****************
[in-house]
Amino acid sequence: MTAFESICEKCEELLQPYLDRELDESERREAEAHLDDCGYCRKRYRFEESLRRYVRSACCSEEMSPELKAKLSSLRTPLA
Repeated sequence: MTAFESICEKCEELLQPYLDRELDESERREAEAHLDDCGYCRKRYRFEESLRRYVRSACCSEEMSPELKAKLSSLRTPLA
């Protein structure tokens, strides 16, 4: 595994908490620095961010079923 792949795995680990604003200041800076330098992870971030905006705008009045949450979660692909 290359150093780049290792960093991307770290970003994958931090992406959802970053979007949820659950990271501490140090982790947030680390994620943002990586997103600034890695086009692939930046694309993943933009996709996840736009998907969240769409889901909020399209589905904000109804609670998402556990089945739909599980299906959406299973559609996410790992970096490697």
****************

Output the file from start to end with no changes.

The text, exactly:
[in-house]
Amino acid sequence: MTAFESICEKCEELLQPYLDRELDESERREAEAHLDDCGYCRKRYRFEESLRRYVRSACCSEEMSPELKAKLSSLRTPLA
Repeated sequence: MTAFESICEKCEELLQPYLDRELDESERREAEAHLDDCGYCRKRYRFEESLRRYVRSACCSEEMSPELKAKLSSLRTPLA
């Protein structure tokens, strides 16, 4: 595994908490620095961010079923 792949795995680990604003200041800076330098992870971030905006705008009045949450979660692909 290359150093780049290792960093991307770290970003994958931090992406959802970053979007949820659950990271501490140090982790947030680390994620943002990586997103600034890695086009692939930046694309993943933009996709996840736009998907969240769409889901909020399209589905904000109804609670998402556990089945739909599980299906959406299973559609996410790992970096490697």